Land planarians are photo-negative and need high humidity. So, the animals usually move and feed at night. They prefer cool, damp places, typically residing under rocks, logs, or shrubs.
The worms are hermaphrodites, with each individual possessing both testes and ovaries. A hammerhead worm can exchange gametes with another worm via its secretions. Fertilized eggs develop inside the body and are shed as egg capsules. After about three weeks, the eggs hatch and the worms mature. In some species, juveniles have different coloration from adults.
However, asexual reproduction is much more common than sexual reproduction. Hammerhead worms, like other planaria, are essentially immortal. Usually, a worm reproduces via fragmentation, leaving behind a tail tip stuck to a leaf or other substrate, which then develops into an adult. If the worm is cut into pieces, each section can regenerate into a fully-developed organism within a few weeks. Injured worms rapidly regenerate damaged tissue.
None of the species of hammerhead worm have been evaluated for the IUCN Red List, but there is no evidence their numbers are threatened. Land planarians are widely distributed in their natural tropical and subtropical habitats and have extended worldwide. Once established in a greenhouse, the animals disperse into the surrounding region. In cold areas, the worms are able to survive freezing by seeking protected locations.
At one time, researchers were concerned terrestrial planarians might damage plants. Over time, they were deemed harmless to greenery, but then a more insidious threat appeared. Hammerhead worms can exterminate earthworm populations. Earthworms are important because they aerate and fertilize soil. While some methods used to control slugs also work on the flatworms, hammerhead worms are considered a threatening invasive species. Their effect on ecosystems has yet to be fully understood.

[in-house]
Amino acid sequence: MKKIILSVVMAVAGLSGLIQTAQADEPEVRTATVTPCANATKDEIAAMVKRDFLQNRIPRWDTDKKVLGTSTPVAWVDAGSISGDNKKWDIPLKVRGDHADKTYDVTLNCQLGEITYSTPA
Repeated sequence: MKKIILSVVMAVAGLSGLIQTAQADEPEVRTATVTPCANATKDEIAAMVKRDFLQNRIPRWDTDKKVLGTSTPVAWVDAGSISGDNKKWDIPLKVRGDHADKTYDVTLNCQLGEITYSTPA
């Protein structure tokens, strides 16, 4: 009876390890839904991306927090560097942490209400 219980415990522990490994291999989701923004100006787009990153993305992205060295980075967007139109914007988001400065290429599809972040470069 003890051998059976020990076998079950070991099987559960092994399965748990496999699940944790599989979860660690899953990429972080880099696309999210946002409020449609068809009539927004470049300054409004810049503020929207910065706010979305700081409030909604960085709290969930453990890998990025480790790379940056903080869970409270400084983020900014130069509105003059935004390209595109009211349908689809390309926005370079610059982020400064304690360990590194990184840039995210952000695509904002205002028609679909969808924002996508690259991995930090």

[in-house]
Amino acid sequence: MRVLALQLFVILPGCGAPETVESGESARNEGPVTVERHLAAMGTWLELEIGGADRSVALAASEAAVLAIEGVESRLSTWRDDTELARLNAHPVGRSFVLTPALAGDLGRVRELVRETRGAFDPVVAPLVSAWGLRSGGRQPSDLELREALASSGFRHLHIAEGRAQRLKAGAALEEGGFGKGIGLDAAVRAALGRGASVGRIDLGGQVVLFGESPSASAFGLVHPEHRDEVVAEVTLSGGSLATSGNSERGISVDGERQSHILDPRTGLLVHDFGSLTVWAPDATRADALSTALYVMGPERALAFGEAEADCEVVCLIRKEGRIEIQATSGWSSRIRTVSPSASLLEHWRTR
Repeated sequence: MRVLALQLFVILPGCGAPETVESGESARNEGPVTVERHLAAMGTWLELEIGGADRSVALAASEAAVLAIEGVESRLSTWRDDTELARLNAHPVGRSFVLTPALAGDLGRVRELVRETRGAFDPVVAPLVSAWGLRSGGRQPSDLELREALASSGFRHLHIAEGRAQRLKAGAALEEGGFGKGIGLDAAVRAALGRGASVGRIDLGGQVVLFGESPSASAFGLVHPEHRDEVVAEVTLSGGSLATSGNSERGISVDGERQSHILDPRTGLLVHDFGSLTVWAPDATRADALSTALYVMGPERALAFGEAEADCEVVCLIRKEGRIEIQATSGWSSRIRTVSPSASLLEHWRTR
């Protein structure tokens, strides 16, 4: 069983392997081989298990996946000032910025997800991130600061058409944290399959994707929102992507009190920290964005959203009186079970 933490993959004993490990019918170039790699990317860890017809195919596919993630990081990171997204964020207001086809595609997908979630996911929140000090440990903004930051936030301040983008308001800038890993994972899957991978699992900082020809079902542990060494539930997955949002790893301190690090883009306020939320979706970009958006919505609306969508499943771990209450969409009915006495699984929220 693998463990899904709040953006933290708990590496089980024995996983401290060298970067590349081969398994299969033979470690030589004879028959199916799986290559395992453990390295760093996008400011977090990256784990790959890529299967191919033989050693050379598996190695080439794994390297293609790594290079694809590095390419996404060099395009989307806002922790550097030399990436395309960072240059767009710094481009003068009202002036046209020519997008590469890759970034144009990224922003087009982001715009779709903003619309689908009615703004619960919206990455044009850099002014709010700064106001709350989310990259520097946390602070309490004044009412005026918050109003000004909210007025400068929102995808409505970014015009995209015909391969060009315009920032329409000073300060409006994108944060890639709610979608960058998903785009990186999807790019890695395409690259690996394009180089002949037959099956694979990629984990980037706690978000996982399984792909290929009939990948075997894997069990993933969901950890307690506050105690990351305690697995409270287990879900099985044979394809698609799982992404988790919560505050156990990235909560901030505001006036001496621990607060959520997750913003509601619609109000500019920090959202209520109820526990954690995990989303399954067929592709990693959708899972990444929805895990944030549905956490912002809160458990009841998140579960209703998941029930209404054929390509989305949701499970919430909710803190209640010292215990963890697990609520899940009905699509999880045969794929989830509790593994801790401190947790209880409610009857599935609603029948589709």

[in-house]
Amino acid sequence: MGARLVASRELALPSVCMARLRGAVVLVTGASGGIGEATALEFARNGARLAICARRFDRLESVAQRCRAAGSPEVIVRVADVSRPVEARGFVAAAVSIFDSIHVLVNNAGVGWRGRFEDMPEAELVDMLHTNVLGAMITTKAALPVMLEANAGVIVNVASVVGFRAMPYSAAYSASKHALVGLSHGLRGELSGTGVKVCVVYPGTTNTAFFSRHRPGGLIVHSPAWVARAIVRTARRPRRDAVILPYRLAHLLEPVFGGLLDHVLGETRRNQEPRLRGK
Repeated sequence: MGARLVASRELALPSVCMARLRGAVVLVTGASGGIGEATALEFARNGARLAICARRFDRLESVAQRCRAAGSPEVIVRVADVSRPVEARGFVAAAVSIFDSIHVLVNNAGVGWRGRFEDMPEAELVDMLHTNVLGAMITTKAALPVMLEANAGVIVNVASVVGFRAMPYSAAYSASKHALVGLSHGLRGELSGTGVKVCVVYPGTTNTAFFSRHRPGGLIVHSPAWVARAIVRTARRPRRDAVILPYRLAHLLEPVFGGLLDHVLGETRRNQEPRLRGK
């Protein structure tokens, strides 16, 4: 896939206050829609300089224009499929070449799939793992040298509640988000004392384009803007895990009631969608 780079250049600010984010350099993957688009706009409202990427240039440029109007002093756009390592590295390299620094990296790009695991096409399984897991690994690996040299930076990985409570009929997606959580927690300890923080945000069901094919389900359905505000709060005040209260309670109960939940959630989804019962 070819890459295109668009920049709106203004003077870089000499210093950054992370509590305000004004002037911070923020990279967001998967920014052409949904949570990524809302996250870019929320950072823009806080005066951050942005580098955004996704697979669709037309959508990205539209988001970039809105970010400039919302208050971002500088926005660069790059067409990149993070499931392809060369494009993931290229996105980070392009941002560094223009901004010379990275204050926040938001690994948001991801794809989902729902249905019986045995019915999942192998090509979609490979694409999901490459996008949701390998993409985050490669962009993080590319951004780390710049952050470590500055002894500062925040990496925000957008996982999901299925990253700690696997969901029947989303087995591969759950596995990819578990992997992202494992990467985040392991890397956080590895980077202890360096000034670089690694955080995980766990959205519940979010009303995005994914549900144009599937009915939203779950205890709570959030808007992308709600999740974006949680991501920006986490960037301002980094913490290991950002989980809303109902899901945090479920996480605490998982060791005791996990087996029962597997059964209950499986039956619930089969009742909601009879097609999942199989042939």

- Ducey, P. K.; Cerqua, J.; West, L. J.; Warner, M. (2006). Eberle, Mark E, ed. "Rare Egg Capsule Production in the Invasive Terrestrial Planarian Bipalium Kewense". The Southwestern Naturalist. 51 (2): 252. doi:10.1894/0038-4909(2006)51252:RECPIT2.0.CO;2
- Ducey, P. K.; West, L. J.; Shaw, G.; De Lisle, J. (2005). "Reproductive ecology and evolution in the invasive terrestrial planarian Bipalium adventitium across North America". Pedobiologia. 49 (4): 367. doi:10.1016/j.pedobi.2005.04.002
- Ducey, P. K.; Messere, M.; Lapoint, K.; Noce, S. (1999). "Lumbricid Prey and Potential Herpetofaunal Predators of the Invading Terrestrial Flatworm Bipalium adventitium (Turbellaria: Tricladida: Terricola)". The American Midland Naturalist. 141 (2): 305. doi:10.1674/0003-0031(1999)1410305:LPAPHP2.0.CO;2
- Ogren, R. E. (1995). "Predation behaviour of land planarians". Hydrobiologia. 305: 105-111. doi:10.1007/BF00036370
- Stokes, A. N.; Ducey, P. K.; Neuman-Lee, L.; Hanifin, C. T.; French, S. S.; Pfrender, M. E.; Brodie, E. D.; Brodie Jr., E. D. (2014). "Confirmation and Distribution of Tetrodotoxin for the First Time in Terrestrial Invertebrates: Two Terrestrial Flatworm Species (Bipalium adventitium and Bipalium kewense)". PLoS ONE. 9 (6): e100718. doi:10.1371/journal.pone.0100718